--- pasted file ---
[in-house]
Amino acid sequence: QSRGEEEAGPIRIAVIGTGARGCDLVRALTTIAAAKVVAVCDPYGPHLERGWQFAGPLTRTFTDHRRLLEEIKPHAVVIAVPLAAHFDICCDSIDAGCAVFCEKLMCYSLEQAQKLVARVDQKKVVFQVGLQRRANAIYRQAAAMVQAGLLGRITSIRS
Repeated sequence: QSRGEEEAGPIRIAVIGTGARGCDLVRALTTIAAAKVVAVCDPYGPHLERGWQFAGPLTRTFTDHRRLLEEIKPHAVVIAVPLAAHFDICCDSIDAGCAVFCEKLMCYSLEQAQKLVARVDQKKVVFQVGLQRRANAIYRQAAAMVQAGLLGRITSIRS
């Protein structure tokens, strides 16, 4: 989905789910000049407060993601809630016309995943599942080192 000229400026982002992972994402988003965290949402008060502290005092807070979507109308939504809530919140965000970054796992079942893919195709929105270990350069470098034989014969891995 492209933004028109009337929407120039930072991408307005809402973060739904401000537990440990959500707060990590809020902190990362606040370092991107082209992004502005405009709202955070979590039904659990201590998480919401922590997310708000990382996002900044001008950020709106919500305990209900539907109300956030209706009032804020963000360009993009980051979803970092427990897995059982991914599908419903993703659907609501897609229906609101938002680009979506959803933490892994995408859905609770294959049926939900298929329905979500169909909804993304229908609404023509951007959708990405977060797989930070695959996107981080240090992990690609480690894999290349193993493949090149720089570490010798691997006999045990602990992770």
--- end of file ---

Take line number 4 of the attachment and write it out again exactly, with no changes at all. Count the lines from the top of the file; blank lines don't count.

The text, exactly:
């Protein structure tokens, strides 16, 4: 989905789910000049407060993601809630016309995943599942080192 000229400026982002992972994402988003965290949402008060502290005092807070979507109308939504809530919140965000970054796992079942893919195709929105270990350069470098034989014969891995 492209933004028109009337929407120039930072991408307005809402973060739904401000537990440990959500707060990590809020902190990362606040370092991107082209992004502005405009709202955070979590039904659990201590998480919401922590997310708000990382996002900044001008950020709106919500305990209900539907109300956030209706009032804020963000360009993009980051979803970092427990897995059982991914599908419903993703659907609501897609229906609101938002680009979506959803933490892994995408859905609770294959049926939900298929329905979500169909909804993304229908609404023509951007959708990405977060797989930070695959996107981080240090992990690609480690894999290349193993493949090149720089570490010798691997006999045990602990992770």